To the Editor: Psoriasis is a well-known cutaneous adverse effect of lithium treatment (1). Among the various options for treatment are infusions with omega-3 fatty acids (2, 3). Recently, we participated in a double-blind, placebo-controlled study on the effects of the addition of a maximum of 6 g/day of omega-3 fatty acids containing eicosapentaenoic acid (EPA) ethyl esters to patients with bipolar disorder. In this study, two patients reported a spontaneous reduction of psoriasis, possibly related to taking omega-3 fatty acids.
Ms. A was a woman of 59 years of age with bipolar II disorder, who had been taking lithium for 6 years. After 2 years of lithium treatment, she developed psoriasis on her head, arms, legs, belly, and nails in the form of skin eruptions and scales. In addition to treatment with lithium, carbamazepine, lorazepam, and levothyroxine, she began taking double-blind-study medication because of depression. Initially, she received placebo for 4 months. Because she had not recovered, she was then offered open-label treatment with 6 g/day of omega-3 fatty acids for 4 months, which had no effect on her depression.
After Ms. A started treatment with omega-3 fatty acids, her psoriasis disappeared completely within 4 weeks. When she stopped the medication, the skin problems returned within a week. After another 3 months, she tried another formulation of omega-3 fatty acids from a local drugstore, and it also contained EPA. She took 2 g/day for 4 months but received no positive effects.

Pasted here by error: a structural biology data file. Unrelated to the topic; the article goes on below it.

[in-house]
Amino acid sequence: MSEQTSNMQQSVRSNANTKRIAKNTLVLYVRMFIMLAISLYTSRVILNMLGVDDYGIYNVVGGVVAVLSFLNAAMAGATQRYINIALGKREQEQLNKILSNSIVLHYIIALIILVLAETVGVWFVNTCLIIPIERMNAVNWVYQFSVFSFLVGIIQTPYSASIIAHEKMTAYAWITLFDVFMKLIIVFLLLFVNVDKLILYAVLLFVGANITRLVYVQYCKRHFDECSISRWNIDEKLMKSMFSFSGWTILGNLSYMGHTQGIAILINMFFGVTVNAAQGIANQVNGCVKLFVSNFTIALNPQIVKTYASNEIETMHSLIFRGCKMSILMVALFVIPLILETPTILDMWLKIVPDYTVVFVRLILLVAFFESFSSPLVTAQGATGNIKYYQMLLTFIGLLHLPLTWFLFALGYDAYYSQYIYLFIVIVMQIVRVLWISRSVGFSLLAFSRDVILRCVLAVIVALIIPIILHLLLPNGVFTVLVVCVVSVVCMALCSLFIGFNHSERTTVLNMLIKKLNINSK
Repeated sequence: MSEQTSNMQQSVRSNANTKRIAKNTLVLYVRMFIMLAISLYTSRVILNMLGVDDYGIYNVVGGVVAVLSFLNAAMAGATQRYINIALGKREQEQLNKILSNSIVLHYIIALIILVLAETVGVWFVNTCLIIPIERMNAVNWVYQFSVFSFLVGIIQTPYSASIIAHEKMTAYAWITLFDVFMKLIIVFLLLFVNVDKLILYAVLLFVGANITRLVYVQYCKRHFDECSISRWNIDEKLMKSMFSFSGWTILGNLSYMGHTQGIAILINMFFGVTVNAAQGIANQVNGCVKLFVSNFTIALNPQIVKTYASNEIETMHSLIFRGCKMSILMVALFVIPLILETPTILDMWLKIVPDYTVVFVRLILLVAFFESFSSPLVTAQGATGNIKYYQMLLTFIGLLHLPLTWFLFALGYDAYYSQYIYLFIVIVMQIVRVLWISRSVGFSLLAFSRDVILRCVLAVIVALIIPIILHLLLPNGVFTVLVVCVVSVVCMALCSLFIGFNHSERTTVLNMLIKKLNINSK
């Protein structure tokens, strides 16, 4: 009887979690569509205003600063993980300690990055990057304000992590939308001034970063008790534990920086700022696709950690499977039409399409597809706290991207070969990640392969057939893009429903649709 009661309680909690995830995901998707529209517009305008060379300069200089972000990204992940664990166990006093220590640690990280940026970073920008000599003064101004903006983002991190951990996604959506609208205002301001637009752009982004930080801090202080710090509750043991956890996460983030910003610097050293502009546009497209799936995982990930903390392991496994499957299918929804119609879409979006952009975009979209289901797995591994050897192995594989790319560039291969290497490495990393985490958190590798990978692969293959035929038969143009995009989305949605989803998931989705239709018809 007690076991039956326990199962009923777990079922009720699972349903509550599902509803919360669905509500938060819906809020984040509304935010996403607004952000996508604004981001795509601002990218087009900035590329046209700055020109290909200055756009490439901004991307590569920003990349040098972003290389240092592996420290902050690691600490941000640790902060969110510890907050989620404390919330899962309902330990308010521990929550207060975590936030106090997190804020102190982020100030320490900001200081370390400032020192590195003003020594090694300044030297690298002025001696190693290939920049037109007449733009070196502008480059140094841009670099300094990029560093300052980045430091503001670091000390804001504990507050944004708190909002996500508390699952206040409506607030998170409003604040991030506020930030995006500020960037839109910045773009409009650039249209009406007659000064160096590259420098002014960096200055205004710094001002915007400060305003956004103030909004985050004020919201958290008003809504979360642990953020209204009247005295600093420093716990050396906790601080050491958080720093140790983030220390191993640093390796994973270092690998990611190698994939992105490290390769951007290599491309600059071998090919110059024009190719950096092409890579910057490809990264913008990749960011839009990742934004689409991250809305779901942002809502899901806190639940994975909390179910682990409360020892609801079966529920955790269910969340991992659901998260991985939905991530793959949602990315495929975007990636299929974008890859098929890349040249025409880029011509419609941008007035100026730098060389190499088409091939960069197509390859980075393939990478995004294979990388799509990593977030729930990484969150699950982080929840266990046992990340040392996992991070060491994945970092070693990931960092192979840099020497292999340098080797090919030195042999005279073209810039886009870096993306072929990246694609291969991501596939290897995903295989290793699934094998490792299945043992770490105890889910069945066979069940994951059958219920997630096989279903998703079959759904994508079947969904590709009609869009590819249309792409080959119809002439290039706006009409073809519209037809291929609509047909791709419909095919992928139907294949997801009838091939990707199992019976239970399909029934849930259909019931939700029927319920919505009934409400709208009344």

Mr. B was a man of 52 years of age with bipolar I disorder. Since his youth, he had also had psoriasis, which had become aggravated, with eruptions on his eyebrows, forehead, and elbows, after he had started taking lithium 13 years ago. In addition to lithium and levothyroxine, he blindly received omega-3 fatty acids because of recurrent depression. Because of adverse effects (diarrhea and nausea), he took varying doses of omega-3 fatty acids, between 2 and 6 g/day, which had no effect on his depression. After the double-blind phase, Mr. B continued treatment with open-label omega-3 fatty acids, at an average dose of 4 g/day, but he stopped taking it after another 2 months because his depression did not improve and he experienced the same adverse effects.
Within 3 weeks after the start of treatment with omega-3 fatty acids, Mr. B recovered totally from his psoriasis. His reddish, scaly skin was transformed. After discontinuing the omega-3 fatty acids, his skin remained stable for 3 months, but then his psoriasis gradually returned.
Our positive findings regarding 4–6 g/day (but not 2 g/day) of omega-3 fatty acids in these two patients with lithium-associated psoriasis are in line with the positive results from recent studies of infusions of omega-3 fatty acids in patients with acute psoriasis (3). In addition to studies in patients with bipolar disorder, we suggest further studies of omega-3 fatty acids in patients with (lithium-associated) psoriasis.